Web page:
The final rules for Local Law 97 give property owners until 2026 to avoid penalties, as long as they demonstrate “good faith efforts” to decarbonize their buildingsan extension that’s rankled some environmental groups, who say the threat of climate change demands more urgent action.

Financial District waterfront viewed from Brooklyn
An evening view of the Financial District in Manhattan from Brooklyn Bridge park in Brooklyn in February, 2023.

New York City’s Department of Buildings (DOB) finalized its second batch of rules Monday for Local Law 97—the city’s landmark climate law to curb greenhouse gases produced by large buildings—which goes into effect Jan. 1.

Under the law, owners of properties larger than 25,000 square feet are required to reduce their pollution outputs to meet new limits starting in 2024, and another set of stricter requirements in 2030, or face fines. The legislation is key to meeting the city’s climate goals, since the building sector accounts for around 70 percent of New York’s greenhouse gas emissions.

But the law has proven controversial: some building owners, including residential co-ops in the outer boroughs, say the energy upgrades needed for their properties to comply with the new limits are too costly. And some environmental groups, on the other hand, say the rules finalized this week are too lax.

They take issue with the timeline for compliance: while the law technically goes into effect in 2024, building owners can avoid penalties until 2026 if they demonstrate “good faith efforts” to reduce their outputs. This would include submitting a “decarbonization plan” to the city by May 2025, outlining their efforts to meet both the first set of limits and the more stringent standards going into effect in 2030.

Critics also slammed the rules for not setting stricter limits on Renewable Energy Credits—certificates which represent one megawatt-hour of renewable energy delivered to New York’s electricity grid—which property owners can purchase as a way to deduct from their site’s emissions total.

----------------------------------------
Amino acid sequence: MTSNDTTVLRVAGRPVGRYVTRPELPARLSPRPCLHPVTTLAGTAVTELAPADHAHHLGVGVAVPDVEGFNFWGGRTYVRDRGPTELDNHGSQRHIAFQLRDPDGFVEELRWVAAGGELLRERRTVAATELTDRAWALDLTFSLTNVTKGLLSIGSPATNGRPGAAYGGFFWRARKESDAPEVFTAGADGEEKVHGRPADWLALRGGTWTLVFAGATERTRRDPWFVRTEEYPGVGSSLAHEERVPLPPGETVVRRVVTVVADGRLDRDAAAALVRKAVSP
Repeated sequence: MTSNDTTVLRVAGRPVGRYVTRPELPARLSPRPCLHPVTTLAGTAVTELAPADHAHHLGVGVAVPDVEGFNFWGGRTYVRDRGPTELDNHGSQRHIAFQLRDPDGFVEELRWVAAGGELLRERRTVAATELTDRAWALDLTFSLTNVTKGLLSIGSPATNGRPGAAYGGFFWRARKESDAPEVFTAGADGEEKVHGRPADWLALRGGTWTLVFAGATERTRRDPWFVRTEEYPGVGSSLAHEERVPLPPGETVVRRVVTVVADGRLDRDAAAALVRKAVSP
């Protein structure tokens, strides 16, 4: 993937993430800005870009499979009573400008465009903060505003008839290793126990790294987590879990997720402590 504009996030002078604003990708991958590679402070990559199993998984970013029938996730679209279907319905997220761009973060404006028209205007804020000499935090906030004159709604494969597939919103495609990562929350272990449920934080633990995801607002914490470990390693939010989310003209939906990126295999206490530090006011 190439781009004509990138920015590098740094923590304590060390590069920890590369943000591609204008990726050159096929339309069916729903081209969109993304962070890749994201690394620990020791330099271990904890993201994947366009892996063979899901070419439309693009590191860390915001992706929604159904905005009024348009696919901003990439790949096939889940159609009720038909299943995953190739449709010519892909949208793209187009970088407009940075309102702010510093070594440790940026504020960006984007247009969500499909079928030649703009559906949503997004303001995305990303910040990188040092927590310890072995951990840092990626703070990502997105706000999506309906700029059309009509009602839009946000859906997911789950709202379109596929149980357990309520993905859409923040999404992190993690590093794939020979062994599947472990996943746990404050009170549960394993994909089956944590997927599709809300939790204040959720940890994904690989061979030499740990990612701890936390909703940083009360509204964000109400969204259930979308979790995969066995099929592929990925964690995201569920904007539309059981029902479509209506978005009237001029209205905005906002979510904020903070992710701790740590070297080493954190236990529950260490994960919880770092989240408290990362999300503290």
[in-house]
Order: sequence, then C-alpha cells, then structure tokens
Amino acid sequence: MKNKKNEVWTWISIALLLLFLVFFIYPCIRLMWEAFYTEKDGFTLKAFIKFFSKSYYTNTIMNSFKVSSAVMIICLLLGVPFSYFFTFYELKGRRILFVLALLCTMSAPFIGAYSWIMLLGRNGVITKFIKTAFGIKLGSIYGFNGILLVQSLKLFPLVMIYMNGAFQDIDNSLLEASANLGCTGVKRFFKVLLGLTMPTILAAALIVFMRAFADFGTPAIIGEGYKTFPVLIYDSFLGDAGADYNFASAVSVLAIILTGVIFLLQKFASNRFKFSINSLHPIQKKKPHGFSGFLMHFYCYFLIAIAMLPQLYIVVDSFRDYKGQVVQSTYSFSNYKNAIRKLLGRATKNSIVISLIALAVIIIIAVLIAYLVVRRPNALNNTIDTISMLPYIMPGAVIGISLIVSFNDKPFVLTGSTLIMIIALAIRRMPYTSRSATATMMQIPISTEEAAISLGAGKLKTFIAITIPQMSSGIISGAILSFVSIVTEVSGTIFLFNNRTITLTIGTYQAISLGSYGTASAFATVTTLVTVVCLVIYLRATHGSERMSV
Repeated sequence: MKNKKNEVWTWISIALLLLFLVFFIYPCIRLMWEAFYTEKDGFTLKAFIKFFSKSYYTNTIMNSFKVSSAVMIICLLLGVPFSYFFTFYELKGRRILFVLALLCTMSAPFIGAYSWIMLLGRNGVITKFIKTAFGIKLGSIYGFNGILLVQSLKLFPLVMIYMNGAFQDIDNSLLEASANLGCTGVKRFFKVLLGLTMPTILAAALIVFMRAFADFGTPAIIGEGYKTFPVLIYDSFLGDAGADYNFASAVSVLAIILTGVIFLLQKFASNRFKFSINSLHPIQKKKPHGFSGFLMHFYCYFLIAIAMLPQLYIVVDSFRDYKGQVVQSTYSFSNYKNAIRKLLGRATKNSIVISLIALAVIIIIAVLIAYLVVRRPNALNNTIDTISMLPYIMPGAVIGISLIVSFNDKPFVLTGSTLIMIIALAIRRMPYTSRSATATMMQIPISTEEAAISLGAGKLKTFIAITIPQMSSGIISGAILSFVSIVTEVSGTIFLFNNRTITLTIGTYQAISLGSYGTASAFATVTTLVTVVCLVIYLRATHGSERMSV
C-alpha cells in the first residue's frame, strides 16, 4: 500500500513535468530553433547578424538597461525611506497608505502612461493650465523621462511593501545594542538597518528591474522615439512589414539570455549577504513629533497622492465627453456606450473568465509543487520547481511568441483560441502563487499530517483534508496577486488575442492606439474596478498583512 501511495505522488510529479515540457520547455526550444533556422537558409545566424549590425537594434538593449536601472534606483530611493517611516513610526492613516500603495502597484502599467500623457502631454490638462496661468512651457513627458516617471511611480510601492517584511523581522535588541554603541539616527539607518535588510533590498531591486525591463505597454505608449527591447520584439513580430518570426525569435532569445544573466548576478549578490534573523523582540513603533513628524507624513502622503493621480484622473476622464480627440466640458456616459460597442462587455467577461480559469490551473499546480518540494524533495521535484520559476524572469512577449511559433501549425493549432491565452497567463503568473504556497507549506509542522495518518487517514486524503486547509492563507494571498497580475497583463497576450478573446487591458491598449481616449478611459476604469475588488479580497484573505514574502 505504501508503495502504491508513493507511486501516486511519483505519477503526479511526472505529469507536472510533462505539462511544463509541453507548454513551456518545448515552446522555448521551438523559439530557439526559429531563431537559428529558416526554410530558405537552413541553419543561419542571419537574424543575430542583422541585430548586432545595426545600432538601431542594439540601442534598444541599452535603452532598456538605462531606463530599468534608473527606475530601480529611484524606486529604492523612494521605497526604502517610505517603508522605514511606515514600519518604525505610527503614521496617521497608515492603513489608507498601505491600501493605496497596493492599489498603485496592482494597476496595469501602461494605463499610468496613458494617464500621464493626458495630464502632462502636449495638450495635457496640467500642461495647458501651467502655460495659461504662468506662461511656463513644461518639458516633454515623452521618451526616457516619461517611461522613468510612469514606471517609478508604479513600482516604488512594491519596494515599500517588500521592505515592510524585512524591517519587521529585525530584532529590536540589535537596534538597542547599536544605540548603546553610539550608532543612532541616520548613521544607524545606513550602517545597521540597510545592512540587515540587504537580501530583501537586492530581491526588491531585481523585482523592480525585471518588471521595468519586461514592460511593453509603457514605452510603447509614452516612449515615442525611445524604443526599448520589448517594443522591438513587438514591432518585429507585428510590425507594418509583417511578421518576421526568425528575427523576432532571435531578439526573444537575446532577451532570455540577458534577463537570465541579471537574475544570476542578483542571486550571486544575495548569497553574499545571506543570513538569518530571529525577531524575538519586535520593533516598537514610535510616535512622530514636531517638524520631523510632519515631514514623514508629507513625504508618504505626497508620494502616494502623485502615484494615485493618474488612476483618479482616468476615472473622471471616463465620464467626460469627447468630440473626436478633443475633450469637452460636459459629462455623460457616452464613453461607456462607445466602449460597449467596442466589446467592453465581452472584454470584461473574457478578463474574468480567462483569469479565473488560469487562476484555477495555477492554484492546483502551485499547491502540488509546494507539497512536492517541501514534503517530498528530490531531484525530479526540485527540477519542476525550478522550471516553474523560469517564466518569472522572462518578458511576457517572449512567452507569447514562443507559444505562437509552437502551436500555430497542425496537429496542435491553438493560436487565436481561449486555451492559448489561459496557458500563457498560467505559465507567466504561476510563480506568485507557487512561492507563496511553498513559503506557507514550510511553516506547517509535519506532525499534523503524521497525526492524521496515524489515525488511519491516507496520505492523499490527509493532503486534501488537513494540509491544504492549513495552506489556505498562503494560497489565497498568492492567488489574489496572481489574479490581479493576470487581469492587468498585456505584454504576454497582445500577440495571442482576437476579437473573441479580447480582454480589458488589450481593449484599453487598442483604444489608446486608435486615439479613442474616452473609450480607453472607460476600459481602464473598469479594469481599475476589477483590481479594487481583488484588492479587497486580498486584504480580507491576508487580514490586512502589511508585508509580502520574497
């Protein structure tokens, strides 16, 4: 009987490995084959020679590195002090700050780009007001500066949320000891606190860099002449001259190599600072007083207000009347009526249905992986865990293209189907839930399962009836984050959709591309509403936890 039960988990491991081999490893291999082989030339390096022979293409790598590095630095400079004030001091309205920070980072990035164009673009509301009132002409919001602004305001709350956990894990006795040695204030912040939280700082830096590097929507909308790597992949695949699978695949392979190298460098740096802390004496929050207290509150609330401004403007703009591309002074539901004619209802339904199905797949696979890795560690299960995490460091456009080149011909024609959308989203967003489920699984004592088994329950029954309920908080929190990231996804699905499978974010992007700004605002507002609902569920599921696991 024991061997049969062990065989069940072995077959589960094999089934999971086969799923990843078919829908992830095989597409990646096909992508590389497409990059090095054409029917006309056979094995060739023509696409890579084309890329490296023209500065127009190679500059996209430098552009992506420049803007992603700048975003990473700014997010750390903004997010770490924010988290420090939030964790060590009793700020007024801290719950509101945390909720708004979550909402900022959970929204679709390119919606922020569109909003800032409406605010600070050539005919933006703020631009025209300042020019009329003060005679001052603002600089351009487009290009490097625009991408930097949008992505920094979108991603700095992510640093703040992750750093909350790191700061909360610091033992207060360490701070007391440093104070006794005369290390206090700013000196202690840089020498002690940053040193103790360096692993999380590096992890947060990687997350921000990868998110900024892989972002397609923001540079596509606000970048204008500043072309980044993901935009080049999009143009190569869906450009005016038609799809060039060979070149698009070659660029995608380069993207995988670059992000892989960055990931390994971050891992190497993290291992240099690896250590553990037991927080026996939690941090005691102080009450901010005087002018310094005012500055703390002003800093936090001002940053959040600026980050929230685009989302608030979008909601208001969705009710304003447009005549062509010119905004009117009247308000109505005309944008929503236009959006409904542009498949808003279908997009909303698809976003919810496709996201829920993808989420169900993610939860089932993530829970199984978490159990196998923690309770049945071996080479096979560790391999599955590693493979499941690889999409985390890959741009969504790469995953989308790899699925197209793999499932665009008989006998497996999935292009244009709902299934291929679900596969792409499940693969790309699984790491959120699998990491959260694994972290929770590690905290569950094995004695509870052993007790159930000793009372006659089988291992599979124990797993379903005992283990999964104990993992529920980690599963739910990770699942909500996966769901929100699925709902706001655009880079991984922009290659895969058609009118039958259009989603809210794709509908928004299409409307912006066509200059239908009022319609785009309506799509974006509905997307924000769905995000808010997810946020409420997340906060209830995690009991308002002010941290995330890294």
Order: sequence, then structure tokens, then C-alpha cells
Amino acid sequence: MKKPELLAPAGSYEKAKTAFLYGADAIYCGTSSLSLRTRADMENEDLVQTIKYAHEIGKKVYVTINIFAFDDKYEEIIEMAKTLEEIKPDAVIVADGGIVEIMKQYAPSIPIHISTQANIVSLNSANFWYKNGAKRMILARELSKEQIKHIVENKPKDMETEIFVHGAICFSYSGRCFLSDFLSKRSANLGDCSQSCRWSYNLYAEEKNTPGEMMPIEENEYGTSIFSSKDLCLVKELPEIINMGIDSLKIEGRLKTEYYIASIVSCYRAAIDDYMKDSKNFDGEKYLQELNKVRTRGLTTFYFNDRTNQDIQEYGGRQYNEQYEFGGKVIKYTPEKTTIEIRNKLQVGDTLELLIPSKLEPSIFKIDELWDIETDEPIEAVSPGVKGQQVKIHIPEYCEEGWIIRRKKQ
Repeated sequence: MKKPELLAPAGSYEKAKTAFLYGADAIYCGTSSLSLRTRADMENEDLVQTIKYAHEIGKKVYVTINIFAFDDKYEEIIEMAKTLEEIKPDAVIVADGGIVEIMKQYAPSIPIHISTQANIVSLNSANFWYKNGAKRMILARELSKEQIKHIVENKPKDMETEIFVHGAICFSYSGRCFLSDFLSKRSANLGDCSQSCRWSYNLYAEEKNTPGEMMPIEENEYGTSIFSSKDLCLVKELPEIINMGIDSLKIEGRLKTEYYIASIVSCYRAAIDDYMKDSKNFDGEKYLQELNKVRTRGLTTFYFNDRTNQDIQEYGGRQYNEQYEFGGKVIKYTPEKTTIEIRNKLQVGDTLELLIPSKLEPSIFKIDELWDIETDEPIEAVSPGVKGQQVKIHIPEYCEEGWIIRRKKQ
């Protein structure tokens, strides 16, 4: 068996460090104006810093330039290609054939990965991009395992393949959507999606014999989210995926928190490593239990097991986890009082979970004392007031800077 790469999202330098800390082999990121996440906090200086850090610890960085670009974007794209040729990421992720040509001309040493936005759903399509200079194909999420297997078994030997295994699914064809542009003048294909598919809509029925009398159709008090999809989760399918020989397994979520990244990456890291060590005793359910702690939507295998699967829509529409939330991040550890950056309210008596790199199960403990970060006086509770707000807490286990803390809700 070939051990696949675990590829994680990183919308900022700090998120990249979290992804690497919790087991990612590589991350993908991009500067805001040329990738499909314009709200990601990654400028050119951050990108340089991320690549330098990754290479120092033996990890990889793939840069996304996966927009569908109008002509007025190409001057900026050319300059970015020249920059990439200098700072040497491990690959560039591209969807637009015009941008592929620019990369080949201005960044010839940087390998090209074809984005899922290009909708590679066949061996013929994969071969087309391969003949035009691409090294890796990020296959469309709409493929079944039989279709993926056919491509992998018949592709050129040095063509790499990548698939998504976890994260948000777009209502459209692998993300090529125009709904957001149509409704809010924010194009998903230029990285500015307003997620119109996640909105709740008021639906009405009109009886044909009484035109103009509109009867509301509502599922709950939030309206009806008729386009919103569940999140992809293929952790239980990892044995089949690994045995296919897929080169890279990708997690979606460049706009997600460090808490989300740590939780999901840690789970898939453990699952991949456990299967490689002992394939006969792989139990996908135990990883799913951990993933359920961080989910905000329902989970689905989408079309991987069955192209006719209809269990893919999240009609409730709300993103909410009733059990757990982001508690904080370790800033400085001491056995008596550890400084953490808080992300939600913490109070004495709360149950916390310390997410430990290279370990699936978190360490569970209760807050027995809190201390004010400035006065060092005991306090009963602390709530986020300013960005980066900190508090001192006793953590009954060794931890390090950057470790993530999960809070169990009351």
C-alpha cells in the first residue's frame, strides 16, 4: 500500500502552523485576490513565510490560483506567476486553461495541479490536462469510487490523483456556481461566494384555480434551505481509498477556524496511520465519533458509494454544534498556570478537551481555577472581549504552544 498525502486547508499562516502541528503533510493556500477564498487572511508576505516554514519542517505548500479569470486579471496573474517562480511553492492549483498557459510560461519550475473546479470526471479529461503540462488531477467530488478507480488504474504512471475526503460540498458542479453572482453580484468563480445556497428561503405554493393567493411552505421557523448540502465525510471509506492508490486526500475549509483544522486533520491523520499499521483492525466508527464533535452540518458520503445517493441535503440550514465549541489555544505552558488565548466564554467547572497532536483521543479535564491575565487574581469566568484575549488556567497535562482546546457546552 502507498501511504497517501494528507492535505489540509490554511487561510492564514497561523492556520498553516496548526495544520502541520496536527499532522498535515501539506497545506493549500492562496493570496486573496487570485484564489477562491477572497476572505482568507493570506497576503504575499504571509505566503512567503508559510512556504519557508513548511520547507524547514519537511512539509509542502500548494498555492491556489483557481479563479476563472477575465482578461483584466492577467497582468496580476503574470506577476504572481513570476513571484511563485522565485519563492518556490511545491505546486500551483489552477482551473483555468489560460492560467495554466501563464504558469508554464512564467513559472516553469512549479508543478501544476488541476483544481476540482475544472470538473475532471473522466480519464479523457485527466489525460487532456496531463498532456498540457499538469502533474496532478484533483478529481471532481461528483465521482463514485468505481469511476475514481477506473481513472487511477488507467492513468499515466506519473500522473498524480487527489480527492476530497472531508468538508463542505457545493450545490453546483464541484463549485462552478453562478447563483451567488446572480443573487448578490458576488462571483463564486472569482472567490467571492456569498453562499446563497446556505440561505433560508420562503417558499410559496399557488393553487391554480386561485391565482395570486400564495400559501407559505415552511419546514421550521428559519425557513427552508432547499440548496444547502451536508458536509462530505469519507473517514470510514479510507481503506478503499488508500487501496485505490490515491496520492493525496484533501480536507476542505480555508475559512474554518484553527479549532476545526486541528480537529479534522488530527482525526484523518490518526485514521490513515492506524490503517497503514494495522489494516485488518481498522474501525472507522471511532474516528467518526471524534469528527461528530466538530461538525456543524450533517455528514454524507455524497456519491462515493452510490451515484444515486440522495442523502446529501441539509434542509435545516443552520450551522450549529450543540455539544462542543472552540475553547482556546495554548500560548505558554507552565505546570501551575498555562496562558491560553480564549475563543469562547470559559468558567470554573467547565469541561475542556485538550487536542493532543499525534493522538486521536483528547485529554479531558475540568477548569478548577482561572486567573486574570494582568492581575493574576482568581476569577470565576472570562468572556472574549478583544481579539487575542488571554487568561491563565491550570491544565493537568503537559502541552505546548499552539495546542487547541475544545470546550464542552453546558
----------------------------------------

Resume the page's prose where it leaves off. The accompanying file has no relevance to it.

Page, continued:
While the finalized rules prohibit owners who submit a decarbonization plan to delay penalties from purchasing the RECs, environmentalists say the credits could allow others to “buy” their way into compliance without making any actual efficiency upgrades to their property, as the law intended.

“Under Mayor Adams’ rules for real estate, owners of New York City’s most polluting buildings will opt to delay or entirely avoid pollution reductions, leaving New Yorkers breathing more pollution, losing good jobs, and paying higher utility bills,” green groups Food & Water Watch, New York Communities for Change, NYPIRG and TREEage said in a joint statement Monday night.

The organizations pointed to the success in compliance so far as evidence that the rule’s carve outs are unnecessary: 89 percent of buildings expected to be impacted by the law were on track to meet the 2024 emissions limits as of this fall, officials previously said.

But others lauded the final set of rules as striking a successful balance between meeting the goals of the law while providing property owners—who face fines of $268 for every emissions ton above their building’s limit—with flexibility. “This is one more important step to make our world-leading climate law practical, implementable and real,” said John Mandyck, CEO of Urban Green Council, said in a statement.

He pointed to another new element of the regulations which offers a “Beneficial Electrification credit” to property owners who replace their fossil fuel heating, cooling and hot water systems with electric energy as an incentive to make the switch. “The new rules provide clarity with incentives to accelerate carbon savings,” Mandyck said.

At a press briefing Tuesday, Deputy Mayor for Operations Meera Joshi defended the “decarbonization plan” option for owners who don’t meet the law’s requirements by 2024, saying the key is getting people prepared for the stricter 2030 emissions limits.

“It costs money, and we have a very diverse group of building owners,” she said. “If they’re making good faith efforts to get to their goals, some grace period is absolutely in line with compliance.”*

You can read the full batch of rules below.

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*This story was updated after initial publication to include comment from the Adams administration.